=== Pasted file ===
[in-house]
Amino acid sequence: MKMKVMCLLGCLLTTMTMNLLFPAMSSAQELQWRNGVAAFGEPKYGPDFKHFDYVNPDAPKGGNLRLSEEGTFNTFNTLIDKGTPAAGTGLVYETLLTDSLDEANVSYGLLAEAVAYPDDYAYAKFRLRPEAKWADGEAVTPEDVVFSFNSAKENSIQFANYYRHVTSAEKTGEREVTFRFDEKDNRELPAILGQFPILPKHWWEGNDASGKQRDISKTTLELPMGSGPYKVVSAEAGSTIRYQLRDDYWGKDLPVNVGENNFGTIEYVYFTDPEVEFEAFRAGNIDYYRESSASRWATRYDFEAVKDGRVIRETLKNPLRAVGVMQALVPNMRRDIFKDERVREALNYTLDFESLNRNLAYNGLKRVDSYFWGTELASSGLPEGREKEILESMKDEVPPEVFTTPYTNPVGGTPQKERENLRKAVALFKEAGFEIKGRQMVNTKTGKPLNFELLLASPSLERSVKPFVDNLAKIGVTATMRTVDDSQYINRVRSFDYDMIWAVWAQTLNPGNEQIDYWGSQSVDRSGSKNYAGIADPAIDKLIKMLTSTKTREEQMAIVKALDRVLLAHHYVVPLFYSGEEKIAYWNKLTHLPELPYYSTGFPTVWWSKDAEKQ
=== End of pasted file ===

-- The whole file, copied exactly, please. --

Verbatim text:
[in-house]
Amino acid sequence: MKMKVMCLLGCLLTTMTMNLLFPAMSSAQELQWRNGVAAFGEPKYGPDFKHFDYVNPDAPKGGNLRLSEEGTFNTFNTLIDKGTPAAGTGLVYETLLTDSLDEANVSYGLLAEAVAYPDDYAYAKFRLRPEAKWADGEAVTPEDVVFSFNSAKENSIQFANYYRHVTSAEKTGEREVTFRFDEKDNRELPAILGQFPILPKHWWEGNDASGKQRDISKTTLELPMGSGPYKVVSAEAGSTIRYQLRDDYWGKDLPVNVGENNFGTIEYVYFTDPEVEFEAFRAGNIDYYRESSASRWATRYDFEAVKDGRVIRETLKNPLRAVGVMQALVPNMRRDIFKDERVREALNYTLDFESLNRNLAYNGLKRVDSYFWGTELASSGLPEGREKEILESMKDEVPPEVFTTPYTNPVGGTPQKERENLRKAVALFKEAGFEIKGRQMVNTKTGKPLNFELLLASPSLERSVKPFVDNLAKIGVTATMRTVDDSQYINRVRSFDYDMIWAVWAQTLNPGNEQIDYWGSQSVDRSGSKNYAGIADPAIDKLIKMLTSTKTREEQMAIVKALDRVLLAHHYVVPLFYSGEEKIAYWNKLTHLPELPYYSTGFPTVWWSKDAEKQ